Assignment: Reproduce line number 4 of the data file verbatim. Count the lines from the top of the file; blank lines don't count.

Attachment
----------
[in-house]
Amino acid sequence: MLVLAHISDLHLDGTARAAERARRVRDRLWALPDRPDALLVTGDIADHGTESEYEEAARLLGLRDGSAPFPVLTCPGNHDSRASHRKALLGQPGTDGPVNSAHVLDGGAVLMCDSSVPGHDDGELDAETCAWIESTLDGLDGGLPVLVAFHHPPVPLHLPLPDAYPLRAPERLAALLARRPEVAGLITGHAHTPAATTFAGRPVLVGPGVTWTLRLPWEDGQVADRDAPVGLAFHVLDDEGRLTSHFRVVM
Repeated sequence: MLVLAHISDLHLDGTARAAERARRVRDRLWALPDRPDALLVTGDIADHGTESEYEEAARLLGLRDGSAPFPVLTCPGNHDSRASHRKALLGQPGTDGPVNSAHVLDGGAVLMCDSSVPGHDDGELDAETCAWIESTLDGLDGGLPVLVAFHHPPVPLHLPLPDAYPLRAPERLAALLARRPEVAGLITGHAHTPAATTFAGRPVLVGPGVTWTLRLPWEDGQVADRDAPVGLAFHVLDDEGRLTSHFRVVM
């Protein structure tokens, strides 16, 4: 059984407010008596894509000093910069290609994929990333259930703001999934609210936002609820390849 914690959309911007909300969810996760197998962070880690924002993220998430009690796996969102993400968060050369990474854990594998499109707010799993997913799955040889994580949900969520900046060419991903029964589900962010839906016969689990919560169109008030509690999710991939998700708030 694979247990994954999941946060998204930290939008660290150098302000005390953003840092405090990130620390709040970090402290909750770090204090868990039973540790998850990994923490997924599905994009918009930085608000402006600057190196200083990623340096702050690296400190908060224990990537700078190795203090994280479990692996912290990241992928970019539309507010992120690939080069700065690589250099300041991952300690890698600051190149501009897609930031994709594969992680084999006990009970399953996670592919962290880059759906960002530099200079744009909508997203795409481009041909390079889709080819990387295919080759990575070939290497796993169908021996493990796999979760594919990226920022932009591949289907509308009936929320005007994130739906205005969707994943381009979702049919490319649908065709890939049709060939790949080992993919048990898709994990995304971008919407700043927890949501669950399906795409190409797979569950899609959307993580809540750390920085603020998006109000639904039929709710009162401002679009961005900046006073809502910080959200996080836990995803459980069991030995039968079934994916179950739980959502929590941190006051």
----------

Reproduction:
């Protein structure tokens, strides 16, 4: 059984407010008596894509000093910069290609994929990333259930703001999934609210936002609820390849 914690959309911007909300969810996760197998962070880690924002993220998430009690796996969102993400968060050369990474854990594998499109707010799993997913799955040889994580949900969520900046060419991903029964589900962010839906016969689990919560169109008030509690999710991939998700708030 694979247990994954999941946060998204930290939008660290150098302000005390953003840092405090990130620390709040970090402290909750770090204090868990039973540790998850990994923490997924599905994009918009930085608000402006600057190196200083990623340096702050690296400190908060224990990537700078190795203090994280479990692996912290990241992928970019539309507010992120690939080069700065690589250099300041991952300690890698600051190149501009897609930031994709594969992680084999006990009970399953996670592919962290880059759906960002530099200079744009909508997203795409481009041909390079889709080819990387295919080759990575070939290497796993169908021996493990796999979760594919990226920022932009591949289907509308009936929320005007994130739906205005969707994943381009979702049919490319649908065709890939049709060939790949080992993919048990898709994990995304971008919407700043927890949501669950399906795409190409797979569950899609959307993580809540750390920085603020998006109000639904039929709710009162401002679009961005900046006073809502910080959200996080836990995803459980069991030995039968079934994916179950739980959502929590941190006051």